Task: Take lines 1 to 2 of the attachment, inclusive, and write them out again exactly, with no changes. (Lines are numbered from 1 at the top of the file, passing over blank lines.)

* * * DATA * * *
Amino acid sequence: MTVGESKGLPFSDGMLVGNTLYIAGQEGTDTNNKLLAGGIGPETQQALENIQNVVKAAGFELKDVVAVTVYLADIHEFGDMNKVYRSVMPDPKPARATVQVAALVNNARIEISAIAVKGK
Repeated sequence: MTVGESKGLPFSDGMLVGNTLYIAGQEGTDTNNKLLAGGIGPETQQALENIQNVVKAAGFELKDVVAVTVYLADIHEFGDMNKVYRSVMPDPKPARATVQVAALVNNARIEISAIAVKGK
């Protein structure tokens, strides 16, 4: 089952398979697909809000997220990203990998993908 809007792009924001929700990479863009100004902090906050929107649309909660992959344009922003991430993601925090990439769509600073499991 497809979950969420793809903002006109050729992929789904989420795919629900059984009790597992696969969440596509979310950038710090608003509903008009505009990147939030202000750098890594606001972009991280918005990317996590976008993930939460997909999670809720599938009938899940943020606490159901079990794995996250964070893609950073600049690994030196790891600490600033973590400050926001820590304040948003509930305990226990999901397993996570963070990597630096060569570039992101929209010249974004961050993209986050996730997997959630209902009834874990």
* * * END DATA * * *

Amino acid sequence: MTVGESKGLPFSDGMLVGNTLYIAGQEGTDTNNKLLAGGIGPETQQALENIQNVVKAAGFELKDVVAVTVYLADIHEFGDMNKVYRSVMPDPKPARATVQVAALVNNARIEISAIAVKGK
Repeated sequence: MTVGESKGLPFSDGMLVGNTLYIAGQEGTDTNNKLLAGGIGPETQQALENIQNVVKAAGFELKDVVAVTVYLADIHEFGDMNKVYRSVMPDPKPARATVQVAALVNNARIEISAIAVKGK